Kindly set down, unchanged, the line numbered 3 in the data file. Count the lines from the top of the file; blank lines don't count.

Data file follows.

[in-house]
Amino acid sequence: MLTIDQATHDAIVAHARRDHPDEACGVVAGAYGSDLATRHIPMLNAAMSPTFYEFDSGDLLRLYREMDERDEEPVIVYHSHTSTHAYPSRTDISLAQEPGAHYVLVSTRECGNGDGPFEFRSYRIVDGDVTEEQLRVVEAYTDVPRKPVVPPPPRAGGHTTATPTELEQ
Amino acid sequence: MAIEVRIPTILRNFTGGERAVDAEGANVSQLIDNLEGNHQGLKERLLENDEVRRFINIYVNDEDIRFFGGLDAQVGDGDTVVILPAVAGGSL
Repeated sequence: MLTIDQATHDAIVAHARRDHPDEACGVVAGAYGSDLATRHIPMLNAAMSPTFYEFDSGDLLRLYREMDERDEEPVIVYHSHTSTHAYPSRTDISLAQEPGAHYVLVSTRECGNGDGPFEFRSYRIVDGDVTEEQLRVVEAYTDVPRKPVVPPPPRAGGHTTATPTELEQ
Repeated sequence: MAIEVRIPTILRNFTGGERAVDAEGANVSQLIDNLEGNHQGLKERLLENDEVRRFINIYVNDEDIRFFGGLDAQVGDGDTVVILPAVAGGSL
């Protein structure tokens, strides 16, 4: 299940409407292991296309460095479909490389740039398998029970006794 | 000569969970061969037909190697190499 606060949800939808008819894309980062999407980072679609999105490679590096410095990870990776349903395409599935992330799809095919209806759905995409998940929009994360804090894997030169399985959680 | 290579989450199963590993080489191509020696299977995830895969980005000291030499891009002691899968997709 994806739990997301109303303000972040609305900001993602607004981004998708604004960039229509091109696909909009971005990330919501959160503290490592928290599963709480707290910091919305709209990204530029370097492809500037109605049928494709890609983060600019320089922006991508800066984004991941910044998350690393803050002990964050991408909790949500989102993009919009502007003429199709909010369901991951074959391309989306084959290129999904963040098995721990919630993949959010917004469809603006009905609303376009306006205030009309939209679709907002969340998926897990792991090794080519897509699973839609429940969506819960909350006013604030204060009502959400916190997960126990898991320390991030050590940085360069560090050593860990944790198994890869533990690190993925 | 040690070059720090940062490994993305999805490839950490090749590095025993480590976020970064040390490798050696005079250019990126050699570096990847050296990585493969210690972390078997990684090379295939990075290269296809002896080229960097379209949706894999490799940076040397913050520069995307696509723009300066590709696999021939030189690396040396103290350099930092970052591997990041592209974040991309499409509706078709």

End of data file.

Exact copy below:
Amino acid sequence: MAIEVRIPTILRNFTGGERAVDAEGANVSQLIDNLEGNHQGLKERLLENDEVRRFINIYVNDEDIRFFGGLDAQVGDGDTVVILPAVAGGSL